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Some North Carolina immigrants want to avoid deportation

In a recent incident that was transmitted across international airwaves and Internet venues, a 5-year-old girl, born in the United States, made a secret plea for help on behalf of her undocumented immigrant parents. Videos of the child have gone viral. At the time, no one seemed to realize that she was trying to help her mother and father avoid deportation. Most thought she was simply greeting a religious leader who was visiting various states outside North Carolina.

The Catholic Pope of the Holy See, Francis, was traveling through the crowded streets in a protected motor vehicle so that he could greet the people during his first-ever visit to the United States. The young girl attempted to cross the security barriers in order to hand the religious pontiff a t-shirt with a note attached. In the note, which was reportedly written in crayon, the religious leader's assistance was implored, asking him to speak to the U.S. Congress in order to help her parents obtain legalized statuses so that she no longer would have to  fear being separated from them.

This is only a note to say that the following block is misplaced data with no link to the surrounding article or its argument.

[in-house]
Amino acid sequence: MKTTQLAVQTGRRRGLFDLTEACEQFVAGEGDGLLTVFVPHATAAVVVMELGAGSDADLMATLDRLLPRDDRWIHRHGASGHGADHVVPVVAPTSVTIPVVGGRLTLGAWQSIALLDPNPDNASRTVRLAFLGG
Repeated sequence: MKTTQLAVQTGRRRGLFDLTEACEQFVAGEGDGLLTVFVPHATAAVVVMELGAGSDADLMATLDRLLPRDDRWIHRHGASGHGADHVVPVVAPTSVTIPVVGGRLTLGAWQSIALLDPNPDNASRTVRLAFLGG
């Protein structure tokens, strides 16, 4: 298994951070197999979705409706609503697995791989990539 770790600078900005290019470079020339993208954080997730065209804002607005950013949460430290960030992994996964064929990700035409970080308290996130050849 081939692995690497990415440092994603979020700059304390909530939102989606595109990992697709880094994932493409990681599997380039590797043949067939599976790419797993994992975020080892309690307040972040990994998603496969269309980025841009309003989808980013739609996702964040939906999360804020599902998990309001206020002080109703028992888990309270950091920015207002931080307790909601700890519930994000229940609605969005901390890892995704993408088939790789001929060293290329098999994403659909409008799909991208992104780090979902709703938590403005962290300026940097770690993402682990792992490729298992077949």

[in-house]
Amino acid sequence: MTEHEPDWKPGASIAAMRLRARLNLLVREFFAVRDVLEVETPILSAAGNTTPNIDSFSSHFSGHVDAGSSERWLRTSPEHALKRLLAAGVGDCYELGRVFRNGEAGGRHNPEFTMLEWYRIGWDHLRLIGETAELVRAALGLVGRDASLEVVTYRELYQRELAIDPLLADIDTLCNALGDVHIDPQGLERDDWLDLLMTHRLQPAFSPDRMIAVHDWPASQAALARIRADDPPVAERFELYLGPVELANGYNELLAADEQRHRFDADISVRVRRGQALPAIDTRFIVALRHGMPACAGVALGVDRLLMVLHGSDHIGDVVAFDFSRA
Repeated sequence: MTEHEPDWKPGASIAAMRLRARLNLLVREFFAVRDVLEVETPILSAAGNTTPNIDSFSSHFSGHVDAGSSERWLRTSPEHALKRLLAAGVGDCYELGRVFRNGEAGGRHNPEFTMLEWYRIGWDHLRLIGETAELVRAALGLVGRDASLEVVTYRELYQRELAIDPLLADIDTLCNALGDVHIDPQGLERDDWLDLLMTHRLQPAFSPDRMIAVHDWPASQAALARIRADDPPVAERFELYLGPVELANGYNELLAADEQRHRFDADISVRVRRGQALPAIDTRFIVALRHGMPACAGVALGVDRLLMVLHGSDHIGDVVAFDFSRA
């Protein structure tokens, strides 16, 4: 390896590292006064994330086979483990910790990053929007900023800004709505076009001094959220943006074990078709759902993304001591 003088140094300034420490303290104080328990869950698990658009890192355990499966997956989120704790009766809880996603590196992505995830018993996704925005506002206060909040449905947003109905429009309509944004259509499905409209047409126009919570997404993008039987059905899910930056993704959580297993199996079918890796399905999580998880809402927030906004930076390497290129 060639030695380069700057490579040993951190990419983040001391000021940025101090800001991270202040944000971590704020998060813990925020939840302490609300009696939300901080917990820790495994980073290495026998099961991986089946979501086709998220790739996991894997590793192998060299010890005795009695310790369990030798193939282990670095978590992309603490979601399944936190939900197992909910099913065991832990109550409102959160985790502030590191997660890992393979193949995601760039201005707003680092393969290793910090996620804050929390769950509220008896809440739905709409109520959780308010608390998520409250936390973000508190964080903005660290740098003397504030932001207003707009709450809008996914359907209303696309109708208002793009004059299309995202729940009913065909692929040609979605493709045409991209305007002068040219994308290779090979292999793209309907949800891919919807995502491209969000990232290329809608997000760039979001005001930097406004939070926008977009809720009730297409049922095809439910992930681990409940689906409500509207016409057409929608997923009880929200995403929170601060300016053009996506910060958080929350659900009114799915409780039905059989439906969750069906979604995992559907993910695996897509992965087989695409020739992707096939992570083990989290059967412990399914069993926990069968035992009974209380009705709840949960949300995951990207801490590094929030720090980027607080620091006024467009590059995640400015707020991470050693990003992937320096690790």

The girl's family had allegedly traveled to Washington D.C. from their state of residence, California. Some children in North Carolina might face similar issues regarding their own statuses as born citizens, as opposed to their parents' statuses as undocumented immigrants. It is often reported that such children live in daily fear that their parents will be taken away from them.

In North Carolina and throughout the United States, there are legal professionals who are experienced in cases involving immigration and naturalization law. A person trying to avoid deportation, or someone who has questions or concerns about related legal matters, would be able to seek answers to their questions by consulting with an immigration attorney. The lawyer would be able to help determine all options that might be available in seeking a legitimization of status and/or avoiding being deported and separated from family members.

Source: USA Today, "Girl gives letter to pope, fears her parents will be deported", Garrett W. Haake, Sept. 24, 2015

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